In 1902 Hans Spemann developed a technique for separating salamander embryo cells. He tied a noose in a hair (taken from the head of his baby son) and tightened it around 2-cell salamander embryos until they split. Each cell developed into a normal salamander.

Spemann used his technique to go further. He looped the hair round the single cell of a zygote and tightened until there were two halves joined by a thin bridge of cytoplasm. The half with the nucleus divided. The half without did not. He let the dividing part develop to the 16-cell stage. He then loosened the noose to allow a nucleus from the dividing cells into the part that had been left without and then cut it off. The transferred nucleus developed with the cytoplasm into a complete salamander.

Weismann theory seemed to be incorrect.

No further progress was made on nuclear transplants until 1952. Robert Briggs and Thomas King invented the technique of sucking nuclei out of cells using glass needles. Their success rate using nuclei from early embryo cells was high (about 44%) but this success rate rapidly diminished with older embryos. Form young tadpoles it was no more than 2%. Adult cells seemed out of reach.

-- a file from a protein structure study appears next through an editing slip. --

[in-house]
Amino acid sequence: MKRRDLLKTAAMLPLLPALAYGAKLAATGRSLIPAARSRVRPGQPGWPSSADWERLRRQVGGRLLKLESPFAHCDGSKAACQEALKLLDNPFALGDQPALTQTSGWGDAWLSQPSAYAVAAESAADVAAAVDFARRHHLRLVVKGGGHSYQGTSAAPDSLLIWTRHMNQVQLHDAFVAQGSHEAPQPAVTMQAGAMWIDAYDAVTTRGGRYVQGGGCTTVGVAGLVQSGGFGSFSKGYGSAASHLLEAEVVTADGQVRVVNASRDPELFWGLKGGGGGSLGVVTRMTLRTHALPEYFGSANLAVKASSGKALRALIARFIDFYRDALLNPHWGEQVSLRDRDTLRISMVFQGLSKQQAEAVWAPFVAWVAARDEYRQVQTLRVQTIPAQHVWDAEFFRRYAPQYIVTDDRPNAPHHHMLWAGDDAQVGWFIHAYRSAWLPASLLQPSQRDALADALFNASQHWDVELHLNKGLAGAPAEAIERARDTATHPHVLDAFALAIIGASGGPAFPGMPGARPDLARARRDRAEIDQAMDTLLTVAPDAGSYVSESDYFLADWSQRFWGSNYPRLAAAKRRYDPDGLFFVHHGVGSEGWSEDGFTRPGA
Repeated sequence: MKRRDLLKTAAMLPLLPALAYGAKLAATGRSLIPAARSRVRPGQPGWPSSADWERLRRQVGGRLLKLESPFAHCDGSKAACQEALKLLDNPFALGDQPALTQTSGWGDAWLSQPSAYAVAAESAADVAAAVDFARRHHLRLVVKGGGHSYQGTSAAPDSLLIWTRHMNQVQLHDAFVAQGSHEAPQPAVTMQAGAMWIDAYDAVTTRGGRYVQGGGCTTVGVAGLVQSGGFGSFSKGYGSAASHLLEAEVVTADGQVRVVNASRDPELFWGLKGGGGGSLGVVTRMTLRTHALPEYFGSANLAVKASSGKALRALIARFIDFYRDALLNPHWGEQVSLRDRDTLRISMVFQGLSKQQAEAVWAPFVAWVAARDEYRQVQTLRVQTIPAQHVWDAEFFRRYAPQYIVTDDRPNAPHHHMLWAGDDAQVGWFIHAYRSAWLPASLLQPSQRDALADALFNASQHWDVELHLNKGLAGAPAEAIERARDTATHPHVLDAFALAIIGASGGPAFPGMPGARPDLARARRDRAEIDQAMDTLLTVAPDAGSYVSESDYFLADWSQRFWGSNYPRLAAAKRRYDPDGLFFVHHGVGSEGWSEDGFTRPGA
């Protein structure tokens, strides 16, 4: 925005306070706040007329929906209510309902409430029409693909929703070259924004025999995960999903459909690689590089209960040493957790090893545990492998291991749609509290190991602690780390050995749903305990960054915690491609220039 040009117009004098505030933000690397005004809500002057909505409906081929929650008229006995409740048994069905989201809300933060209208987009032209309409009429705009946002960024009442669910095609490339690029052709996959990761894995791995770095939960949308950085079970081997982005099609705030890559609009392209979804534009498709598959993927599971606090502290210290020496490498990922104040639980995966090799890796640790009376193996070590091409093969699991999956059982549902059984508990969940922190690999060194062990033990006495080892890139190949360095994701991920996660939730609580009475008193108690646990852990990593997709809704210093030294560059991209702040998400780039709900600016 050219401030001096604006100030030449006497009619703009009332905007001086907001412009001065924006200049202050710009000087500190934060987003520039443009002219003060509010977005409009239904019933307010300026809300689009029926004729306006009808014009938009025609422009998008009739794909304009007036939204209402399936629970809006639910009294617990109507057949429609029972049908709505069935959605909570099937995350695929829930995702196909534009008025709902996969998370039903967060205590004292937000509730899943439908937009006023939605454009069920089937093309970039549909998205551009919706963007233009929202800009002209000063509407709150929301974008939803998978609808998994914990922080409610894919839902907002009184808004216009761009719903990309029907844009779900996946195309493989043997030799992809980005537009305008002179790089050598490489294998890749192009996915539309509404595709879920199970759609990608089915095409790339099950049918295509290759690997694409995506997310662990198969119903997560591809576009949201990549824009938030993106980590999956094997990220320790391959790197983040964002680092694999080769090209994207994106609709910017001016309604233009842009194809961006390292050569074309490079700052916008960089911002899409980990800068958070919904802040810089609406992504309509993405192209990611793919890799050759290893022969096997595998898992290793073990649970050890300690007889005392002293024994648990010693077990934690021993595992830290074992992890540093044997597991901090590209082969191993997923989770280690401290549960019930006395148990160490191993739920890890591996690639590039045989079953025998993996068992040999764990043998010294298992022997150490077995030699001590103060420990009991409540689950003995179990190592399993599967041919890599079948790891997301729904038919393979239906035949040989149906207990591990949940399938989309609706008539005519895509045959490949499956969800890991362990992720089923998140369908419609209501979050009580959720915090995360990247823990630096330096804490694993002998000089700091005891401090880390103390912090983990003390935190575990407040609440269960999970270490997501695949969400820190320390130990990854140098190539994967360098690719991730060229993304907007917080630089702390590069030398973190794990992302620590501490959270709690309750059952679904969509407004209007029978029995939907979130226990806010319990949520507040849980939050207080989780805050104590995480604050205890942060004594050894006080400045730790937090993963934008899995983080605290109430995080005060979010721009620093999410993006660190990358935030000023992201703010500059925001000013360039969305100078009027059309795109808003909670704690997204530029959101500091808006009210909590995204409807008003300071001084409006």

So maybe Weismann was not so wrong after all.

During the 1970s Karl Illmensee claimed he had clone mice using nuclei transplanted from early mice embryos but no one else could repeat his results. It was declared that it was impossible to clone mammals. However, in 1986 that scientists succeed in cloning 8-cell embryos from sheep (Steen Willadsen) and cattle (Randall Prather), Willadsen went on to clone from 64-cell and 128-cell cow embryos. The inventions that helped them succeed was the use of a small electric shock to fuse cells together and the use of unfertilised egg cells which had had their nuclei removed. The embryo cell and the enucleated egg cell were fused using the electric shock treatment.

It seems that nuclei in differentiated cells do not lose their genetic material but it is covered (masked) by proteins during development. These proteins prevent some genes from expressing themselves.

Ultimately fully differentiated adult cells were cloned in 1996 by Ian Willmut and Keith Campbell working on sheep. Their success was the result of the idea that the adult cell needed to be in the same phase of the cell cycle as the egg cell. To do this they starved the adult cells which put them into a stage called G0. The hypothesis is that in G0 the proteins covering the DNA on the chromosomes of a cell are reset. They removed the nucleus from the egg cell and fused the starved adult cell with the egg cell using the electric shock. The embryos were allowed to develop for 1 week, then they were implanted into the surrogate mothers.

Cloning from adult cells means that animals with known characteristics can be cloned. An animal with a valuable genetic characteristic can be copied again and again. The clones will show the same characteristics.